Why Shares of Beauty Health, The RealReal, and Warby Parker Were Down Today

Jennifer E. Engen

What happened

Shares of many consumer-facing companies were trading lower on Monday afternoon, on investor concerns about the growing likelihood of higher interest rates in the United States. 

Here’s where things stood as of 2:15 p.m. ET for these three consumer companies’ stocks, relative to their closing prices on Friday:

So what

All of these stocks, and many others, were trading lower primarily on worries about interest rates. The benchmark 10-year U.S. Treasury rate jumped over the weekend, from 1.77% on Friday to 1.8% on Monday morning, on the growing consensus that the Federal Reserve will begin raising interest rates in March.

That’s a concern for just about any company that depends on consumers’ discretionary income, including all three of the companies here. Rising interest rates increase the costs of financing, whether on credit cards, auto loans, or adjustable-rate mortgages. Higher financing costs leave less money in consumers’ pockets for things like fancy eyeglasses, second-hand luxury fashions, and skin care treatments. Higher interest rates will raise the companies’ own financing costs as well, potentially limiting or slowing down expansion plans.

A RealReal store in New York. Rising interest rates could affect many businesses that depend on consumers’ discretionary income. Image source: The RealReal.

While the interest rate fears were the key factor pushing many stocks lower on Monday, two of the companies on our list also had news that may have affected the stocks:

  • Beauty Health confirmed on Monday morning that it expects its full-year 2021 revenue to come in at the high end of the guidance range it provided with its third-quarter results in November, $245 million to $255 million. It expects its full-year adjusted earnings before interest, taxes, depreciation, and amortization to be in line with its prior guidance of about $30 million.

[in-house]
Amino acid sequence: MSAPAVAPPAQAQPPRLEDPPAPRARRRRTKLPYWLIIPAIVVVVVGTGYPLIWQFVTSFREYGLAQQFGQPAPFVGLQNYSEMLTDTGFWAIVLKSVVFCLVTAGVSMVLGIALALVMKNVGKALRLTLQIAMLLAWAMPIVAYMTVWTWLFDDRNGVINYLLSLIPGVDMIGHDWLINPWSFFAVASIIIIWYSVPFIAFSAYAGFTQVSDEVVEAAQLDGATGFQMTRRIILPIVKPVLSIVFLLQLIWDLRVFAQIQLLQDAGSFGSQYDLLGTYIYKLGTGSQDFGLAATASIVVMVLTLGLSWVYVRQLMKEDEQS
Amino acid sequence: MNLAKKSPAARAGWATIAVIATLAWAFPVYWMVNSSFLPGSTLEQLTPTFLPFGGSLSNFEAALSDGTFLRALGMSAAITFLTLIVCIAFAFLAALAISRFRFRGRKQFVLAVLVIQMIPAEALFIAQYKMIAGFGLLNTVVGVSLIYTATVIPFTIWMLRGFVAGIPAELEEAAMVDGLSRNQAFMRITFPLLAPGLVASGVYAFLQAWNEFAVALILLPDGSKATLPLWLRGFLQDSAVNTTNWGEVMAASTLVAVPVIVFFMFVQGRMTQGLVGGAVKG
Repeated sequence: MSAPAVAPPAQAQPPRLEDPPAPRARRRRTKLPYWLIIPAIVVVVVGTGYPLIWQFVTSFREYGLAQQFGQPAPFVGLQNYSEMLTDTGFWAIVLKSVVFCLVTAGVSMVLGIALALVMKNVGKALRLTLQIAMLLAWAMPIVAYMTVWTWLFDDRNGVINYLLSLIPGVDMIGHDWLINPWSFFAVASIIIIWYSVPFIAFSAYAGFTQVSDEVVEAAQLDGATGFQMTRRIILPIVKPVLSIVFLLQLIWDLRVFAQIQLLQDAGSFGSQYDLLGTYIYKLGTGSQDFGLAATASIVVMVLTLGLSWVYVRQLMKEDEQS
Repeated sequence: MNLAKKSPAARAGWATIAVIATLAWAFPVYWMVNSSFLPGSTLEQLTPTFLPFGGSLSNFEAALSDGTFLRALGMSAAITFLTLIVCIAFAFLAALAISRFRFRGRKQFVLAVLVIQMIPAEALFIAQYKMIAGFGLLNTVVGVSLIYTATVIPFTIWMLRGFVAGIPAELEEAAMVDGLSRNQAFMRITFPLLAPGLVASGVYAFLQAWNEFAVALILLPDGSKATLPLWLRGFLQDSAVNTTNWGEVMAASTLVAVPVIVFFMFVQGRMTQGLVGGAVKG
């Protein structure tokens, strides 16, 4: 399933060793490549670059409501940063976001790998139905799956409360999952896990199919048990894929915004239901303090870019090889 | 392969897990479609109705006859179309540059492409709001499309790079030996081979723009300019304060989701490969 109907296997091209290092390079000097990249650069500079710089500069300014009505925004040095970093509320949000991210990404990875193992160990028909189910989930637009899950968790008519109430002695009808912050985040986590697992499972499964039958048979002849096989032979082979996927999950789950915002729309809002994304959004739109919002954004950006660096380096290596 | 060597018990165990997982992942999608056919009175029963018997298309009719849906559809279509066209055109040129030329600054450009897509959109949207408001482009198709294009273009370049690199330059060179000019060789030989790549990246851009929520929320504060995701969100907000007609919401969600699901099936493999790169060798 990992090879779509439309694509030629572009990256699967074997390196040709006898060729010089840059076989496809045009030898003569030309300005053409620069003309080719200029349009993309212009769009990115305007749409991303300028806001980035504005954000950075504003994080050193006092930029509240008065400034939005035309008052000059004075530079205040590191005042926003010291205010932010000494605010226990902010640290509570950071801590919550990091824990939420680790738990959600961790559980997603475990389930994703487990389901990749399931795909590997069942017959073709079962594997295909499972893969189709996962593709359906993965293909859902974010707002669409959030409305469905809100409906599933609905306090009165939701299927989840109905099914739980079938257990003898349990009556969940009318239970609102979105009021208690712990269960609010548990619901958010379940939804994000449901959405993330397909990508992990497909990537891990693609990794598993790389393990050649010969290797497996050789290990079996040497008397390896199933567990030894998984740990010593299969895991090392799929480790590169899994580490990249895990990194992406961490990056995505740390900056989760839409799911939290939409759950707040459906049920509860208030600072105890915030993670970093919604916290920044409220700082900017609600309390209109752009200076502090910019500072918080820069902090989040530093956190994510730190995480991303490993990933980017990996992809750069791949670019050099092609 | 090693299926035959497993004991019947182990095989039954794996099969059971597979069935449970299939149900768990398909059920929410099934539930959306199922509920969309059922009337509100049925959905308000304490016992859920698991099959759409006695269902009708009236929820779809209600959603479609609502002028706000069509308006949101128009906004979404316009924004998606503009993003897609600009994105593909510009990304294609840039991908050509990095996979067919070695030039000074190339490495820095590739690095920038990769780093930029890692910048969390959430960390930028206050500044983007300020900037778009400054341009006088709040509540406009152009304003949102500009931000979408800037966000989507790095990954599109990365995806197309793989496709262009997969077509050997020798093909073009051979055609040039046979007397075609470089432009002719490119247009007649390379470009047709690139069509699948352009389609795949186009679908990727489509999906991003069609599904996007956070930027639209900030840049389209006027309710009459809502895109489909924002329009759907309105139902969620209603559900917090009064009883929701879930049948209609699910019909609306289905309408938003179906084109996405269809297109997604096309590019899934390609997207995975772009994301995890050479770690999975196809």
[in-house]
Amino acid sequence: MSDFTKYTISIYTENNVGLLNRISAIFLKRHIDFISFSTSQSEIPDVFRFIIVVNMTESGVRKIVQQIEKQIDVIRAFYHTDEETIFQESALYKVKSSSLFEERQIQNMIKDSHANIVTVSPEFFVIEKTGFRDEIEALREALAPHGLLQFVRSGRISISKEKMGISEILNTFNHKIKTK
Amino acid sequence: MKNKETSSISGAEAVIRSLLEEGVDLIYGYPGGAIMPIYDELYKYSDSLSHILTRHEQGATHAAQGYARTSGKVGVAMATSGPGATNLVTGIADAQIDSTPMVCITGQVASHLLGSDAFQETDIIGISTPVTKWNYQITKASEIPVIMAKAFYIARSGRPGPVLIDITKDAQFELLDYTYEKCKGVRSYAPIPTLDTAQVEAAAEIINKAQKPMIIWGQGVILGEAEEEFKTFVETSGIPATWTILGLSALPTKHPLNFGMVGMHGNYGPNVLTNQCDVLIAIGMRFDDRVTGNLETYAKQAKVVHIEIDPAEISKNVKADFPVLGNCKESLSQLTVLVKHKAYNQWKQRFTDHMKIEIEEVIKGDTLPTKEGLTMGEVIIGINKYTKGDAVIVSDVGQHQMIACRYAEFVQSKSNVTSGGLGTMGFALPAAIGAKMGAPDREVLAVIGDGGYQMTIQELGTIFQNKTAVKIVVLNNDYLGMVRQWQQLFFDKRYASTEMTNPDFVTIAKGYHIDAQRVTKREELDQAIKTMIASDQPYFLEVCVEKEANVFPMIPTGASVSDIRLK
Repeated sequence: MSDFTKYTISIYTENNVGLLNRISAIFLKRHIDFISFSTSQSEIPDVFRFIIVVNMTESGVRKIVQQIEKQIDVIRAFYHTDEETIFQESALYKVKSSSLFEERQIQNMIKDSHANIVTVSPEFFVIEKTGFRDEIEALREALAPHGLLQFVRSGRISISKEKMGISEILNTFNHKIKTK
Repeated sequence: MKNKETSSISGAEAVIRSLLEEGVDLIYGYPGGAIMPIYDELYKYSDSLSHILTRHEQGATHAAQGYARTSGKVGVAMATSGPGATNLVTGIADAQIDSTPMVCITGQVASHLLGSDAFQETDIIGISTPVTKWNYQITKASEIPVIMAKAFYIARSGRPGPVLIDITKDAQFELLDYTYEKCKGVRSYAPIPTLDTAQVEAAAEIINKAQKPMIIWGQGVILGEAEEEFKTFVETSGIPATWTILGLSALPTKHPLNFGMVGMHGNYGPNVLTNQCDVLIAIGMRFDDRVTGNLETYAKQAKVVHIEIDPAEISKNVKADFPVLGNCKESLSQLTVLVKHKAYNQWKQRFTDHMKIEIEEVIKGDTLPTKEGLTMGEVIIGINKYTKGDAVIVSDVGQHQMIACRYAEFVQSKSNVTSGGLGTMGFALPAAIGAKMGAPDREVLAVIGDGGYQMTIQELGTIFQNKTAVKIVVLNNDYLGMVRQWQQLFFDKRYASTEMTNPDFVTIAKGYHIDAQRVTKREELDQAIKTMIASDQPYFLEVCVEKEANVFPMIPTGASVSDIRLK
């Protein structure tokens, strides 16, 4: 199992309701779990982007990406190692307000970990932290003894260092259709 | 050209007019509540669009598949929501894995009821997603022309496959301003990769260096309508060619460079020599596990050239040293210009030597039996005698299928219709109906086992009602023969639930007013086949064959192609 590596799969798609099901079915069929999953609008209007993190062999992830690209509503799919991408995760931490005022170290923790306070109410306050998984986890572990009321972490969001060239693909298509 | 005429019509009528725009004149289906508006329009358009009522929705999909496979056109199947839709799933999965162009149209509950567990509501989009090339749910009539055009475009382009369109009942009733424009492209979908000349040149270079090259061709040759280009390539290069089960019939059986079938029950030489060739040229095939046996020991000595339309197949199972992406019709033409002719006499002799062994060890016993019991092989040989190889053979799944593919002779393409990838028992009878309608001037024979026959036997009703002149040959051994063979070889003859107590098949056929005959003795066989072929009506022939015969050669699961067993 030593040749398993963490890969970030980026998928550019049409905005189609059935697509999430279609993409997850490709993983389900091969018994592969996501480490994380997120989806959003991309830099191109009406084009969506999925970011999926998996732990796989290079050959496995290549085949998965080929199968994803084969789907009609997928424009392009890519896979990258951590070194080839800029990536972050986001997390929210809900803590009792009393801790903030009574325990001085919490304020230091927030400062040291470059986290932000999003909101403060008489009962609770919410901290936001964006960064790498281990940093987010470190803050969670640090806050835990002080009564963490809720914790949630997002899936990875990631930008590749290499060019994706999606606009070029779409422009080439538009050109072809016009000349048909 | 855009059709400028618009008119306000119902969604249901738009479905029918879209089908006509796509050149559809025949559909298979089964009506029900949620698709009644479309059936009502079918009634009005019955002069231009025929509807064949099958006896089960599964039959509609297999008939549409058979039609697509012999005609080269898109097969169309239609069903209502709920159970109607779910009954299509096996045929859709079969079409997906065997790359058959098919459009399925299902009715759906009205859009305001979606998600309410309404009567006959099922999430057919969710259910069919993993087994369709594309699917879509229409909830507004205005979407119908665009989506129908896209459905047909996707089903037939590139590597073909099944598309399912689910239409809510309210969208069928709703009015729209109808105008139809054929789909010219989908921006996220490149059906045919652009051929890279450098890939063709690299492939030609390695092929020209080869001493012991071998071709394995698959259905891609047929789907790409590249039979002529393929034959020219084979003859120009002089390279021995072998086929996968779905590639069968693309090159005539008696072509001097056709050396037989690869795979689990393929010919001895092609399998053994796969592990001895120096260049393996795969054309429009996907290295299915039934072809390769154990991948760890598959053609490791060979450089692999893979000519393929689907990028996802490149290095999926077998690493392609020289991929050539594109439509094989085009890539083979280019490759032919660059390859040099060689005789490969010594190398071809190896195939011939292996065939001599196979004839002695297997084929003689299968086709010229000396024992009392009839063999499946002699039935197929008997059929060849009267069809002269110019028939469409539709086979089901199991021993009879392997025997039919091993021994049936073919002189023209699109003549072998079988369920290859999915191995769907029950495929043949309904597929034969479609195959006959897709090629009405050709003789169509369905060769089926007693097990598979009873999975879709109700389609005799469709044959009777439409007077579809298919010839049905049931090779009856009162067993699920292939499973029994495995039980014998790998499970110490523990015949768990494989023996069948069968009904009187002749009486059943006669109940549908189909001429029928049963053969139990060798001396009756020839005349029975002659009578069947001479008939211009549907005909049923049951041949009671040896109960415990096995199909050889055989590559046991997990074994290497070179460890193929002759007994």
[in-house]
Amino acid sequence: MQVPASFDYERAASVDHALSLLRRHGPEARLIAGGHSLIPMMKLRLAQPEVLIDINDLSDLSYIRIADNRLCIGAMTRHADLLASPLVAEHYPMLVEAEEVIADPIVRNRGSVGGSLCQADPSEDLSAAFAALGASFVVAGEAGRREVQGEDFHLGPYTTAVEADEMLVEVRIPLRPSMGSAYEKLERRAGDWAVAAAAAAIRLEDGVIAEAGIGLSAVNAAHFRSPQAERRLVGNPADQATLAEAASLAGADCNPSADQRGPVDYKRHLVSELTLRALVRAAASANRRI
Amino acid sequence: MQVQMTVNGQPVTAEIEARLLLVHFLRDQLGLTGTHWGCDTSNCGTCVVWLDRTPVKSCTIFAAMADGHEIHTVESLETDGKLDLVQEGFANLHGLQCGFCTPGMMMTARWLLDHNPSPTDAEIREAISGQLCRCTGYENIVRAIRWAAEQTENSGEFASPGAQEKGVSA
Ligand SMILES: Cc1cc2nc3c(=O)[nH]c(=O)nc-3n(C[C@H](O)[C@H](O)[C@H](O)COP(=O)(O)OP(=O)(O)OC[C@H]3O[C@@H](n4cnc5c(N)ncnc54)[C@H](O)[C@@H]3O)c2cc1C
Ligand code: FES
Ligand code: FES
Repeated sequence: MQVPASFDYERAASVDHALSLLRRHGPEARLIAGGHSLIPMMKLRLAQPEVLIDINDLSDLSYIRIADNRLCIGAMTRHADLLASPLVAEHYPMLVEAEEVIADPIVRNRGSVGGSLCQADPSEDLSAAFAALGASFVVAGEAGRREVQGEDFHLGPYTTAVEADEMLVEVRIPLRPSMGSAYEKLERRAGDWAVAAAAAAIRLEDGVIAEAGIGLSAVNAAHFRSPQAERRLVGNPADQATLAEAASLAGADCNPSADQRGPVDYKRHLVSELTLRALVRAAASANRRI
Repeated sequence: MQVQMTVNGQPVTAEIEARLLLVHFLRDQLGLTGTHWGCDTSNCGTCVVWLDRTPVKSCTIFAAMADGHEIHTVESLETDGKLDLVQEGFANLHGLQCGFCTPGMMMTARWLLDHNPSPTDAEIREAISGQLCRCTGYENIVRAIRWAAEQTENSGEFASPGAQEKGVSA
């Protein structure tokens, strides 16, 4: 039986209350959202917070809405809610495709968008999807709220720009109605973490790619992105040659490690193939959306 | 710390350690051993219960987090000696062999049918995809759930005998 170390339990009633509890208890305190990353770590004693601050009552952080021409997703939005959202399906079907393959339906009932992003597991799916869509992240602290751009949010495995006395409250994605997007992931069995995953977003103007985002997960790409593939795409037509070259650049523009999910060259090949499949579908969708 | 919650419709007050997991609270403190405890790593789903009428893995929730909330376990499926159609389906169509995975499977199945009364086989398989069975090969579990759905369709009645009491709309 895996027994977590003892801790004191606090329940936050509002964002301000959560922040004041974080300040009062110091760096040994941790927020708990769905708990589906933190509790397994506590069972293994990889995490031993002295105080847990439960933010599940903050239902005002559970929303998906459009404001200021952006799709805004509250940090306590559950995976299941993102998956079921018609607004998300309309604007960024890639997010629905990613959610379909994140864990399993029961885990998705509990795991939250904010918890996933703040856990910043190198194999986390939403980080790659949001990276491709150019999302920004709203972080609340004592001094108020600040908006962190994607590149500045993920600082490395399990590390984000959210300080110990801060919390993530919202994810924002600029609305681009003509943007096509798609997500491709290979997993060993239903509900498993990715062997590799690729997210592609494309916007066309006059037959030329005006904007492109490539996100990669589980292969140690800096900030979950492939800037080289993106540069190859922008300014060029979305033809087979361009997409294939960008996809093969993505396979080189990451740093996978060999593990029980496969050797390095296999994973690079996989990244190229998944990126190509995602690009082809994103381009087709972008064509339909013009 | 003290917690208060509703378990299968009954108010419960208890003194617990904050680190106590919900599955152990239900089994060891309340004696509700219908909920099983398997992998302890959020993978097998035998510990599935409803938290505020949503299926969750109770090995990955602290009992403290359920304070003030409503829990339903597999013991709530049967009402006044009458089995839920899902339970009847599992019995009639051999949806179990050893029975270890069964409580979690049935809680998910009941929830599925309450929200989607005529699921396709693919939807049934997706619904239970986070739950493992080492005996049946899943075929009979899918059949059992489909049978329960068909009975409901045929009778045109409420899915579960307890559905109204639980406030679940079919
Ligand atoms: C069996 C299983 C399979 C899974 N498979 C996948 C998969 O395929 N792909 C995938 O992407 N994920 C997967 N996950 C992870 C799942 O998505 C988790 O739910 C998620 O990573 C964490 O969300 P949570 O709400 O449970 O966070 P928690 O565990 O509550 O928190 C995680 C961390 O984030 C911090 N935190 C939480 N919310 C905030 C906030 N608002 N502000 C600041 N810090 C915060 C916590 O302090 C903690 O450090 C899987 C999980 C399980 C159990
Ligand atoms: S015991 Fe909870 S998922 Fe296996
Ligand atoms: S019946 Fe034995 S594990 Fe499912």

• In a bearish note on The RealReal on Friday, B. Riley analyst Susan Anderson lowered her firm’s price target for the company’s shares to $12, from $15, while maintaining a previous sell rating. Anderson thinks that inflation, labor shortages, and supply chain issues will constituted an “evolution of new challenges” for The RealReal and other upscale specialty retailers.

There was no recent news of note on Warby Parker.

Now what 

Investors can look ahead to upcoming earnings reports for more detail on each of these companies. Based on past trends, Beauty Health and Warby Parker will likely report in early to mid-February, with The RealReal reporting later in the same month. 

This article represents the opinion of the writer, who may disagree with the “official” recommendation position of a Motley Fool premium advisory service. We’re motley! Questioning an investing thesis — even one of our own — helps us all think critically about investing and make decisions that help us become smarter, happier, and richer.


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